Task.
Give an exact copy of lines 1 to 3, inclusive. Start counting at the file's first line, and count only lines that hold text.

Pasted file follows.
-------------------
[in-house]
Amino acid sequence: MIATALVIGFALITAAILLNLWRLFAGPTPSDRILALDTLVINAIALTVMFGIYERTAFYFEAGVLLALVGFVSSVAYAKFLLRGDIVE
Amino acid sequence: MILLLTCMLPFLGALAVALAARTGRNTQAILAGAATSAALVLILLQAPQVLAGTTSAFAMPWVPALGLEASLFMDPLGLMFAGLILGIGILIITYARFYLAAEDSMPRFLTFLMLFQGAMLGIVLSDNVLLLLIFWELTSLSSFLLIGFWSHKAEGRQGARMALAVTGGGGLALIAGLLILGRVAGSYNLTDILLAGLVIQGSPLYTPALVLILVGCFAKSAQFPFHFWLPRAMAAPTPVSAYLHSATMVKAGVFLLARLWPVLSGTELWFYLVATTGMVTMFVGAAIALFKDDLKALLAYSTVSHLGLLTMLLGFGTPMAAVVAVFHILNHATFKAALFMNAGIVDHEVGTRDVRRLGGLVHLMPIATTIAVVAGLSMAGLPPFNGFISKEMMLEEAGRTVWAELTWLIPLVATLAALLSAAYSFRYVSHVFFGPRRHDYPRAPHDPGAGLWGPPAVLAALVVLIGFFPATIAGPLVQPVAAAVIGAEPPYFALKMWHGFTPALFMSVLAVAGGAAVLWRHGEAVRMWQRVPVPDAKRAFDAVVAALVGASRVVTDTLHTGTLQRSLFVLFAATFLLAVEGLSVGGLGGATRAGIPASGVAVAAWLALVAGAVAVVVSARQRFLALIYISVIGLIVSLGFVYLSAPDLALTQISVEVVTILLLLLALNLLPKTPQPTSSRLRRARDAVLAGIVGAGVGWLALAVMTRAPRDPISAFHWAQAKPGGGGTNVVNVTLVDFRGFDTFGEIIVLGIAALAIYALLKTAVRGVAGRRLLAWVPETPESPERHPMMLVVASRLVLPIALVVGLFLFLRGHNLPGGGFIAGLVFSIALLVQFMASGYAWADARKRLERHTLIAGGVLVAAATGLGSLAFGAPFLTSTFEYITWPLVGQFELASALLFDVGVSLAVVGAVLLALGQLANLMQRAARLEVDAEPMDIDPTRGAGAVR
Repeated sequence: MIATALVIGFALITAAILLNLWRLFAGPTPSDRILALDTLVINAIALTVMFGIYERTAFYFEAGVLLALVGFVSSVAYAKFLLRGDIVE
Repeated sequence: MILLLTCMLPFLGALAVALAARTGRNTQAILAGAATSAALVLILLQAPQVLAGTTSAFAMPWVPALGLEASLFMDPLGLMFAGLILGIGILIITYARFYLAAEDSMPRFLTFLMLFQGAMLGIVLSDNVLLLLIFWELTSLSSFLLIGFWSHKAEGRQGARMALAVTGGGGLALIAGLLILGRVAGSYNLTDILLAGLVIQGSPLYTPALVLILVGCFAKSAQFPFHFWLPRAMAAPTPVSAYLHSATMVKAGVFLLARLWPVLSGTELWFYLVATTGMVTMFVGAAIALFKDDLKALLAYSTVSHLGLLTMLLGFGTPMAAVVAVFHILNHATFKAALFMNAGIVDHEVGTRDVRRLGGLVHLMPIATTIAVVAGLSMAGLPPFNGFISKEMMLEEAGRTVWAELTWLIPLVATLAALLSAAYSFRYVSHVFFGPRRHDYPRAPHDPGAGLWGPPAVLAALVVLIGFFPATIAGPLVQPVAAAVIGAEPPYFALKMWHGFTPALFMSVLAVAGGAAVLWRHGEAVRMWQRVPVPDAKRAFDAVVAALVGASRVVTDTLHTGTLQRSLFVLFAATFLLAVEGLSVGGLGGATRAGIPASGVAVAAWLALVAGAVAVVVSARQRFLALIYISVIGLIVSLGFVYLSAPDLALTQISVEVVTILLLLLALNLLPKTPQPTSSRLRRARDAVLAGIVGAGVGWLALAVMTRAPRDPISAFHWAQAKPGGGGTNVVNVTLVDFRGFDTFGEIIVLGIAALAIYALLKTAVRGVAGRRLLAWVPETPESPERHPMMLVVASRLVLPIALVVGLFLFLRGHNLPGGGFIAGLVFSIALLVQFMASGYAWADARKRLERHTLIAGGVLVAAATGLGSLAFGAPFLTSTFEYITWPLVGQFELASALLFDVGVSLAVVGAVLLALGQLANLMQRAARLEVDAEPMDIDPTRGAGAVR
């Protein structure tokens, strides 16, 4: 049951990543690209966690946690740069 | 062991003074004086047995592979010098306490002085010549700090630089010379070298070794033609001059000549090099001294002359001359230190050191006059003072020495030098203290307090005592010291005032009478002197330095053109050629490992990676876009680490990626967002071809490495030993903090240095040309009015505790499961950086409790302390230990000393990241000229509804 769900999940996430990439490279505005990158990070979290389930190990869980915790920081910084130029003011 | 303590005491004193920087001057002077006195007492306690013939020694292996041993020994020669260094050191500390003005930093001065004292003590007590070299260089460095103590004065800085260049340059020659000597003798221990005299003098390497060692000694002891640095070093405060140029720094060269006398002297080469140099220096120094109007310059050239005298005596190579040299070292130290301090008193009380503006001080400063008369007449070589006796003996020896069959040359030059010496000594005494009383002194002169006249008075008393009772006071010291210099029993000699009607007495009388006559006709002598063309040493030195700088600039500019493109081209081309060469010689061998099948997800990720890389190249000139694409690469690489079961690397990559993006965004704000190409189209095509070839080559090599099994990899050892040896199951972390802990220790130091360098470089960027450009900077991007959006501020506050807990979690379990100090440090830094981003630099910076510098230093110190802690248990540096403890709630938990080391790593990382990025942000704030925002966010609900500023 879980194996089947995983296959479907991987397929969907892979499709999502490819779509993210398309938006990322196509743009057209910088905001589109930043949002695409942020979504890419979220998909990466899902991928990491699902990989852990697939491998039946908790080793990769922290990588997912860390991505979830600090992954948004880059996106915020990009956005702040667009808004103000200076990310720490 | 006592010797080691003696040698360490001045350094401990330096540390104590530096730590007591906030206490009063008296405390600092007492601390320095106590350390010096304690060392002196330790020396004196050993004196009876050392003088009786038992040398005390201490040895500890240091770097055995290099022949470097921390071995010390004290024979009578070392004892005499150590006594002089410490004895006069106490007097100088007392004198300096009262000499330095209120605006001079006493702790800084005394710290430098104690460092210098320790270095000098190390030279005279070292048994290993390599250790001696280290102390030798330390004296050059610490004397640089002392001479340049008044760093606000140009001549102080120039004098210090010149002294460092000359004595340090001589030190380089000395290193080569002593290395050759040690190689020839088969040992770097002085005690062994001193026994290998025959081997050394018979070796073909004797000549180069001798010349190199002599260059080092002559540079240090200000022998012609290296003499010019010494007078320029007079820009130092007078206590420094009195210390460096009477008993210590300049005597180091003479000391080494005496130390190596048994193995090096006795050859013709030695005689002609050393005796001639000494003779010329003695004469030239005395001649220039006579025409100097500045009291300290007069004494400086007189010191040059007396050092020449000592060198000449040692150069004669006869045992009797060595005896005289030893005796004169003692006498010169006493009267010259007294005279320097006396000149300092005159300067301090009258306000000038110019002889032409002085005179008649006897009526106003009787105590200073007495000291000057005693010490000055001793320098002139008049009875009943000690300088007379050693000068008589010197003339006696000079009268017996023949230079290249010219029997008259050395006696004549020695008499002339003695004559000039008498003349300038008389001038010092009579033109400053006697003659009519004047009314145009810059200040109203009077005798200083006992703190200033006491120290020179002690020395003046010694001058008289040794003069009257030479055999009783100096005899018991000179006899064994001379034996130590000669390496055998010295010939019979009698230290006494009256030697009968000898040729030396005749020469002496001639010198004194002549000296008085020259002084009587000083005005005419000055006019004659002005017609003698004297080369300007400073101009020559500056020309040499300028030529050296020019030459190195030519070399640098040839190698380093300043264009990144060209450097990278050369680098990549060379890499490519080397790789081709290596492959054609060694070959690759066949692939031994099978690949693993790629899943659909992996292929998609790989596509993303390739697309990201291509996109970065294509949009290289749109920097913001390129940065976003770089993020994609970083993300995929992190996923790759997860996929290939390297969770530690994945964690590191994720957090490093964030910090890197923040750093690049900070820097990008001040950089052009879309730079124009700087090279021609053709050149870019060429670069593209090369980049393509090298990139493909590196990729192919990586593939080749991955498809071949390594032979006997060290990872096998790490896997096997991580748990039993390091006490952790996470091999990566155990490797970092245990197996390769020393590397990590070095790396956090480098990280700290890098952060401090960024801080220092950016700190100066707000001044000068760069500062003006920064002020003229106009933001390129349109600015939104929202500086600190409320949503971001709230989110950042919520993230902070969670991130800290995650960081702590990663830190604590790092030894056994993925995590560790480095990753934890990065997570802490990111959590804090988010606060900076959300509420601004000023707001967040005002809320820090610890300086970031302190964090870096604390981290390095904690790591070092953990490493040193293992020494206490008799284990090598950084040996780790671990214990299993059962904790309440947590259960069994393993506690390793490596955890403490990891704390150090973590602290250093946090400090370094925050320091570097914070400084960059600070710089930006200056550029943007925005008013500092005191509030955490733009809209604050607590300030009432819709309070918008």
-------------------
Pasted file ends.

[in-house]
Amino acid sequence: MIATALVIGFALITAAILLNLWRLFAGPTPSDRILALDTLVINAIALTVMFGIYERTAFYFEAGVLLALVGFVSSVAYAKFLLRGDIVE
Amino acid sequence: MILLLTCMLPFLGALAVALAARTGRNTQAILAGAATSAALVLILLQAPQVLAGTTSAFAMPWVPALGLEASLFMDPLGLMFAGLILGIGILIITYARFYLAAEDSMPRFLTFLMLFQGAMLGIVLSDNVLLLLIFWELTSLSSFLLIGFWSHKAEGRQGARMALAVTGGGGLALIAGLLILGRVAGSYNLTDILLAGLVIQGSPLYTPALVLILVGCFAKSAQFPFHFWLPRAMAAPTPVSAYLHSATMVKAGVFLLARLWPVLSGTELWFYLVATTGMVTMFVGAAIALFKDDLKALLAYSTVSHLGLLTMLLGFGTPMAAVVAVFHILNHATFKAALFMNAGIVDHEVGTRDVRRLGGLVHLMPIATTIAVVAGLSMAGLPPFNGFISKEMMLEEAGRTVWAELTWLIPLVATLAALLSAAYSFRYVSHVFFGPRRHDYPRAPHDPGAGLWGPPAVLAALVVLIGFFPATIAGPLVQPVAAAVIGAEPPYFALKMWHGFTPALFMSVLAVAGGAAVLWRHGEAVRMWQRVPVPDAKRAFDAVVAALVGASRVVTDTLHTGTLQRSLFVLFAATFLLAVEGLSVGGLGGATRAGIPASGVAVAAWLALVAGAVAVVVSARQRFLALIYISVIGLIVSLGFVYLSAPDLALTQISVEVVTILLLLLALNLLPKTPQPTSSRLRRARDAVLAGIVGAGVGWLALAVMTRAPRDPISAFHWAQAKPGGGGTNVVNVTLVDFRGFDTFGEIIVLGIAALAIYALLKTAVRGVAGRRLLAWVPETPESPERHPMMLVVASRLVLPIALVVGLFLFLRGHNLPGGGFIAGLVFSIALLVQFMASGYAWADARKRLERHTLIAGGVLVAAATGLGSLAFGAPFLTSTFEYITWPLVGQFELASALLFDVGVSLAVVGAVLLALGQLANLMQRAARLEVDAEPMDIDPTRGAGAVR